Humphries, Elizabeth (2003) What else counts as evidence in evidence-based social work? Social Work Education, 22 (1). pp. 81-91. ISSN 1470-1227Full text not available from this repository.
It has been argued in a number of publications in the social work field that the current preoccupation with evidence-based practice is problematic, in that it offers a restricted and sometimes inappropriate understanding of the fundamentals of research in the social sciences. As a result social work and social care are at risk of deprivation of appropriate knowledge to inform practice. This article takes up this critique, in particular pointing out that the tendency for the debate to be reduced to one of competing (qualitative and quantitative) research methods is unhelpful. The issue is an epistemological one about the nature of knowledge and the authority of 'knowers'. The article gives examples of participatory approaches to research that start from a valuing of a range of kinds of knowledge. This opens the way for both quantitative and qualitative methods to have a place in social work research and social work education.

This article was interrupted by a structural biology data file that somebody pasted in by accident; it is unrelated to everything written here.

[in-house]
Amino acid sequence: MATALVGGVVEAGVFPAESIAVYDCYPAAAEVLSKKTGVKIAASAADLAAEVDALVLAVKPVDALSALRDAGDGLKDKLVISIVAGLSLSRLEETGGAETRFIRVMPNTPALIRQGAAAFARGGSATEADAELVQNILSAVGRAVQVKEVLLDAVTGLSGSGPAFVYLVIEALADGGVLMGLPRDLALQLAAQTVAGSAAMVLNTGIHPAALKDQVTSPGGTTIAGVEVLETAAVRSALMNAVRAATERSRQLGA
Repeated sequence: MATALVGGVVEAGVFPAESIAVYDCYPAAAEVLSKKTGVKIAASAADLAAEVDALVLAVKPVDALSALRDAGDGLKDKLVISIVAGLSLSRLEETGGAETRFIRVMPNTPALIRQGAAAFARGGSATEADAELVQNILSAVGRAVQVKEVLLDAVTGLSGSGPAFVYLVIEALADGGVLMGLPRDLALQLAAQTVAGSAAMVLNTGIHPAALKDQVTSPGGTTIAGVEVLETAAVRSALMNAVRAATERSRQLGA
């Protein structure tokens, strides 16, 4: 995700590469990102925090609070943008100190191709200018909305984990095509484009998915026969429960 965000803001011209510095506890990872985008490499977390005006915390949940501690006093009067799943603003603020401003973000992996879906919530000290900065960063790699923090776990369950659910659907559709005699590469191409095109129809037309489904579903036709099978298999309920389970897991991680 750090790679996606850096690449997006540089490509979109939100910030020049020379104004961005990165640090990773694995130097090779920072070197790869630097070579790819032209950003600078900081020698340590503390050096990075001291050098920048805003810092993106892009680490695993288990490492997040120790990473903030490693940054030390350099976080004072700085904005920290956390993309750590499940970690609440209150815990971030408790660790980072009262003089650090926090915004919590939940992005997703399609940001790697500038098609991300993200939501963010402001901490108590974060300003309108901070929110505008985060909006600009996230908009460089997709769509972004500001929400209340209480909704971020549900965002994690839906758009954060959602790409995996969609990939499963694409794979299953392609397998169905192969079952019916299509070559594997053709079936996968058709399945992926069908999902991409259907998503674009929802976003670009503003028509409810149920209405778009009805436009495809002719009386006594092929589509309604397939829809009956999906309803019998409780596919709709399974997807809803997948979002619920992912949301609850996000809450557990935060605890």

|Journal or Publication Title:||Social Work Education|
|Uncontrolled Keywords:||Evidence-based practice ; 'What works' ; Positivism ; Participatory research.|
|Subjects:||H Social Sciences > H Social Sciences (General)|
|Departments:||Faculty of Arts & Social Sciences > Applied Social Science|
|Deposited By:||Mrs Yaling Zhang|
|Deposited On:||28 Aug 2008 15:11|
|Last Modified:||27 Jul 2016 00:00|
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